Alibaba, Ten­cent back Chi­nese cy­ber law fac­ing over­seas crit­ics

Kuwait Times - - TECHNOLOGY -

WUZHEN, China: China’s Alibaba Group Hold­ing Ltd and Ten­cent Hold­ings Ltd ral­lied be­hind Bei­jing’s re­cently-im­posed cy­ber se­cu­rity law on Thurs­day, fol­low­ing crit­i­cism of it from over­seas tech­nol­ogy ri­vals. The coun­try’s two tech giants also urged closer co­op­er­a­tion be­tween the pub­lic and pri­vate sec­tors at China’s third World In­ter­net Con­fer­ence, which has fo­cused on height­ened threats to cy­ber se­cu­rity over the past year, in­clud­ing dis­rup­tions to fi­nan­cial sys­tems and on­line ter­ror­ist rad­i­cal­i­sa­tion.

China says the new law, which for­malises broad restric­tions on tech­nol­ogy com­pa­nies work­ing in China, was de­signed to re­move cy­ber se­cu­rity threats in “crit­i­cal” in­dus­tries not to tar­get for­eign busi­nesses and will help counter ter­ror­ism.

How­ever, over­seas busi­ness groups and tech­nol­ogy or­gan­i­sa­tions say it un­fairly tar­gets them with overzeal­ous sur­veil­lance mea­sures and lo­cal data stor­age re­quire­ments.

An­a­lysts say Alibaba and Ten­cent op­er­ate web­sites and apps that have a largely lo­cal user base, and so face fewer changes in the way they store data as a re­sult of the law.

“This marks a step for­ward for China. We are ask­ing pro­fes­sion­als to learn from these reg­u­la­tions,” Yang Peng, di­rec­tor of Ten­cent’s Ex­ec­u­tive Com­mit­tee for In­for­ma­tion Se­cu­rity, said at the con­fer­ence, which is or­gan­ised by China’s in­ter­net reg­u­la­tor and has also fo­cused on build­ing more ro­bust global gov­er­nance and the re­spon­si­bil­ity of the media. Crit­ics of the cy­ber se­cu­rity law say while China’s in­flu­ence in global tech­nol­ogy has grown, its rul­ing Com­mu­nist Party led by Xi has presided over broader and more vig­or­ous ef­forts to con­trol, and of­ten cen­sor, in­for­ma­tion on­line. Alibaba’s Vice Pres­i­dent Yu Weimin said the group has 3,000 peo­ple ded­i­cated to se­cu­rity, and the e-com­merce gi­ant is “work­ing with law en­force­ment” to crack down on some con­tent.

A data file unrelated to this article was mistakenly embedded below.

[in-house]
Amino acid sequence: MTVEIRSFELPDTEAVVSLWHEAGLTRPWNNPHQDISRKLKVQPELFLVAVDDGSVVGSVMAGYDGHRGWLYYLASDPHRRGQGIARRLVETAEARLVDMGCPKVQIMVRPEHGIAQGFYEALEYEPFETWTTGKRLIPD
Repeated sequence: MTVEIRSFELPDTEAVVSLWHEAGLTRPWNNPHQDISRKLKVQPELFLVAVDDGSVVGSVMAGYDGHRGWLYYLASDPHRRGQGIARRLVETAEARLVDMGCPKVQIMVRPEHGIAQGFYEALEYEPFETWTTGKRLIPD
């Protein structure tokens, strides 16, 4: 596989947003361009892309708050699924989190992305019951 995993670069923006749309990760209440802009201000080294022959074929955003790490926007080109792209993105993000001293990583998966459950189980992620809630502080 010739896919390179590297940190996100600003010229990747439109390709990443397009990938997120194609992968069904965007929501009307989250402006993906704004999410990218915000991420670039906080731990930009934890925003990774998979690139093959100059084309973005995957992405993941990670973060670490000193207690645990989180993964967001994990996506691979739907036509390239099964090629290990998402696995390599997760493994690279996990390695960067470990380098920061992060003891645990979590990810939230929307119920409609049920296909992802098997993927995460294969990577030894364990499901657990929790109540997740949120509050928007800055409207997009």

“With all this tech­nol­ogy to­gether we can win the war on ter­ror­ism,”Yu said.

Ten­cent’s Yang said the com­pany is work­ing within state reg­u­la­tions to clean up con­tent, and has re­moved 80,000 video clips from their site this year. Cy­ber se­cu­rity took on a greater fo­cus among reg­u­la­tors world­wide in Fe­bru­ary when it emerged that hack­ers stole $81 mil­lion from the Cen­tral Bank of Bangladesh via SWIFT, the global fi­nan­cial mes­sag­ing sys­tem. The funds were trans­ferred to ac­counts in the Philip­pines and Sri Lanka.

Both Ten­cent and Alibaba op­er­ate on­line pay­ment plat­forms that of­fer ser­vices rang­ing from bill pay­ments to money trans­fers. Alibaba’s Ali­pay dom­i­nates the on­line pay­ments in­dus­try in China, while Ten­cent’s WeChat pay­ment sys­tem is in­creas­ingly pop­u­lar.

“Big in­ter­net com­pa­nies are the ones with the means to fight cy­ber ter­ror­ism, which is why we need more co­op­er­a­tion be­tween the pri­vate and pub­lic sec­tor,” Alibaba’s Yu said.

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